Kindle users finally get to pay for games
Actually... game, singular, but it's a start
Kindle users bored of the latest bonkbuster can now run up a game of scrabble on their e-ink screens, once they've shelled out $5 for the privilege.
In January Amazon announced a Kindle software development kit, and put a call out for applications to turn its e-book reader into a tablet platform. Since then we've seen a couple of free games, but now Kindle users can hand over cash for a mobile version of scrabble.
The game can be played against the Kindle, or in two-play-pass-the-tablet mode, and was developed by Electronic Arts. Early reviews over at Amazon are suspiciously polarised, though discontents seem to be focused on lack of international support (the game is currently US only) and poor interface design rather than any inability to play Scrabble.
Scrabble joins the pair of free applications, "Shuffled Row" and "Every Word", in the category of Kindle content that Amazon terms "active". Those first two were developed by Amazon itself, so don't really count when it comes to application store stacking.
Kindle applications are obviously limited by the slow refresh and gray scale nature of the e-ink screen, but potential developers are also concerned about Amazon's long-term commitment to the Kindle as a hardware platform. Amazon is interested in selling books, and owning the distribution platform, but it can do that in software with Kindle clients on the iPad, Android, and just about every other hand-held device - so there will come a time when Amazon no longer needs to market its own hardware.
A handful of Word games aren't going to challenge the iPad any time soon, but there are a lot of Kindle owners out there, many of whom will be willing to buy an app or two. So the long term future of the of the platform may not matter to the developer with the right idea. ®
If you are up for an e-reader, the Kindle is superb (for me).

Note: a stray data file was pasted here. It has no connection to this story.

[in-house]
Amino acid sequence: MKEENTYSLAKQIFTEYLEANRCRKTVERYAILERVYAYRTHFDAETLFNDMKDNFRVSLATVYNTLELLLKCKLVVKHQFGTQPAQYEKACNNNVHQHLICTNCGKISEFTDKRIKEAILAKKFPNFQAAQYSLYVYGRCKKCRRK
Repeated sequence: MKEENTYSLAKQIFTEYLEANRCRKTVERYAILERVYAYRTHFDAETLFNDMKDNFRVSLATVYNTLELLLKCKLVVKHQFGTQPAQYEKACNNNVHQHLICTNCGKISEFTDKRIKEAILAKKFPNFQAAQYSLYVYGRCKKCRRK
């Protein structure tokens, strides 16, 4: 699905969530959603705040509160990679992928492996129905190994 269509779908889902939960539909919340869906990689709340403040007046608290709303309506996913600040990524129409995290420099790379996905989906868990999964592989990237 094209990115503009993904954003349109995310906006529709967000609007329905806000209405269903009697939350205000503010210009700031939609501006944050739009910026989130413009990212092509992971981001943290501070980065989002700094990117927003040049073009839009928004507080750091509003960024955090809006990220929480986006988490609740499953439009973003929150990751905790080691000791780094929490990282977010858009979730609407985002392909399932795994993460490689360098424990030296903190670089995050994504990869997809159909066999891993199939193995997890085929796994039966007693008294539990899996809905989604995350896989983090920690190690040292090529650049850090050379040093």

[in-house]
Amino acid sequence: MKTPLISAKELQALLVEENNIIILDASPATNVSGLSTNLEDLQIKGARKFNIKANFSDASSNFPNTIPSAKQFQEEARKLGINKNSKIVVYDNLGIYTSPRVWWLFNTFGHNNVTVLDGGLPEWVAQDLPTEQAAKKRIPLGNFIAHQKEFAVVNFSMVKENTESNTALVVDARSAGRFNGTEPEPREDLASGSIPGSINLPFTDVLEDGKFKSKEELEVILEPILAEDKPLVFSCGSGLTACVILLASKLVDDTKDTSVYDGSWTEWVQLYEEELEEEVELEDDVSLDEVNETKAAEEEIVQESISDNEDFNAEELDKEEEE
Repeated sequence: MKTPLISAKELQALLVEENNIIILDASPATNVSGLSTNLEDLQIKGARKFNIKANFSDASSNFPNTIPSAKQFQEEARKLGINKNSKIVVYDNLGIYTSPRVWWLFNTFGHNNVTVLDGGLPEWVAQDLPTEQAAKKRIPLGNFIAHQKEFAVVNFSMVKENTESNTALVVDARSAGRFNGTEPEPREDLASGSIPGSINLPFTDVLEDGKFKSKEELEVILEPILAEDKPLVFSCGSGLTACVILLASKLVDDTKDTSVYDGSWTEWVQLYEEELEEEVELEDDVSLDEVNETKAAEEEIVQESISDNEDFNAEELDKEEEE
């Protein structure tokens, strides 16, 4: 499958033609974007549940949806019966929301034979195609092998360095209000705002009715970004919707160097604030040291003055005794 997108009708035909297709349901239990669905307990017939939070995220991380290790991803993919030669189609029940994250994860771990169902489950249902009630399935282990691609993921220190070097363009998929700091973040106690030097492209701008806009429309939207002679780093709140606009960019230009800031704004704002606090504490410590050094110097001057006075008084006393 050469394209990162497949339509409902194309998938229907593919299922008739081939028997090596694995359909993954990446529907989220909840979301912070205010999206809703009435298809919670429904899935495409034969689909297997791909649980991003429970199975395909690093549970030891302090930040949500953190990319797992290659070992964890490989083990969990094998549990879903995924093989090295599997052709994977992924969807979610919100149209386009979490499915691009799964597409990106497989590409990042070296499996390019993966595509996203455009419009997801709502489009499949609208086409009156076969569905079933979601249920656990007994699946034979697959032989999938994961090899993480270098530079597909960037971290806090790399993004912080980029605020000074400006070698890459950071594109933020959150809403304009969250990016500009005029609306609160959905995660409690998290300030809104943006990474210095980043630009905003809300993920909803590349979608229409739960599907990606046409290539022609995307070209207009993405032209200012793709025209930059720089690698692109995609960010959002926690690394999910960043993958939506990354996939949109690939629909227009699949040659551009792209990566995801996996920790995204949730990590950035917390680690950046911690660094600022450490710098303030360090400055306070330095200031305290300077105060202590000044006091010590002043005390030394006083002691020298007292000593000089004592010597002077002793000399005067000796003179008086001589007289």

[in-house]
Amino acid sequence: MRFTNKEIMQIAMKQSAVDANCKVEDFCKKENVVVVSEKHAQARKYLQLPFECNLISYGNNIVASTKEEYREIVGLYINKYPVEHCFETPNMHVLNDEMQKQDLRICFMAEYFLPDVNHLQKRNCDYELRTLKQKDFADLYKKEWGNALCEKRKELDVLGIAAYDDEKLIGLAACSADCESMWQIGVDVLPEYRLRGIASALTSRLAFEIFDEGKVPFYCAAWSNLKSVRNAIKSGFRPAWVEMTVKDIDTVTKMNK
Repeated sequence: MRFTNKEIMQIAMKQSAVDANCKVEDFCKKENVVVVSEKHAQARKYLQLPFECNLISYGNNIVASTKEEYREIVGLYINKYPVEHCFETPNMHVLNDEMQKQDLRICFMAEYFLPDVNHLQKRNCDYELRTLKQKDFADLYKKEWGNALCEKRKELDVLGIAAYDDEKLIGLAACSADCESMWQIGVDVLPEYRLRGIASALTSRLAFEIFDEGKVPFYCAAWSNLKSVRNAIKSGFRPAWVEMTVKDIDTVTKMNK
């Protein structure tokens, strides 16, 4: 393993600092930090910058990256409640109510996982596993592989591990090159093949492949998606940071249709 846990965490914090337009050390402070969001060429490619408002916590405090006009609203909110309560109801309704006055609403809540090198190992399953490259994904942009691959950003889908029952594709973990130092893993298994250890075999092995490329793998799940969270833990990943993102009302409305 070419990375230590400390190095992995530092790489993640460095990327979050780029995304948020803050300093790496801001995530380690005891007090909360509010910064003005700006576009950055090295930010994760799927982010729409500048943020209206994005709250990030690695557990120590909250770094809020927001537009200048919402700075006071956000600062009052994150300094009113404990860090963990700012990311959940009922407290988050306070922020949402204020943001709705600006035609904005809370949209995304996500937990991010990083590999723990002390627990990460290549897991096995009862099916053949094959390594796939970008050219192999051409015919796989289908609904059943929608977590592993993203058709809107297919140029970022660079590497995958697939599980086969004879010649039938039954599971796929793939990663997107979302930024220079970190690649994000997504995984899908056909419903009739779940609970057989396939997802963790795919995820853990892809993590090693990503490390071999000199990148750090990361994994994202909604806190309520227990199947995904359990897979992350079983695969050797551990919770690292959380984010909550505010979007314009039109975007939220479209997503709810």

There are app's on the net for converting your pdf manuals to Kindle friendly sized pages etc. and plenty of raw text books (ie free) out there.
I got mine two weeks ago and I've hardly put the thing down, I've gone through 8 books so far.
It was cheap enough to take a chance on at £109, but there are some downsides. The text to voice interpreter is great, as long as you're reading Hawkins guide to the universe - anything other than that it just seems a little odd :)
The browser actually works (over wi-fi) for emergency purposes, but too clunky for any other use, having to zoom in and out to move about on the screen is slow, but it works.
@AC, 27th September 2010 11:28 GMT
this is my biased opinion.
the single function of the kindle was its greats selling point for me. With multifunction devices (specially the PC), those other function do distract you from reading. Before you start reading for some reason checking your email, checking the news and pressing F5 on webpages become a higher priority.
so in my view, there are many distractions out there, the kindle's single functionality helped reducing them, when it is in use.
Not Quite ...
Thing is they are small, light, cheap (now), large screen and no glare so can be read for long periods of time, even in sunlight.
The main issue in the past had been the cost, but the new Kindle has effectively halved the price and may even have started a price war with the other manufacturers.
Sure I can read ebooks on my mobile phone - I used to years ago on my old Palm Vx and Tungsten T2, but then you have small size and glare on the eyes. Yes you can use a netbook, but that's not practical on a train/plane and again you have glare, and you can use an iPad, but they are expensive, heavy over short periods (it's amusing watching people on the tube get in to increasingly uncomfortable looking positions as they try to support the weight of their iPads), and again you have glare.
where is hangman?
and learning/teaching applications?
there are many applications that don't need colours or refresh rate. It is surprising that the kindle doesn't have a WordPad like application!
training books for the kindle could actually have a built-in interactive Q&A. Why don't them have them yet!
"lack of international support"
This is due to the long running playground spat between Hasbro and Mattel. Hasbro have the rights for the game in the USA and Canada, Mattel have the rights for the rest of the world and they cannot agree to play nicely together...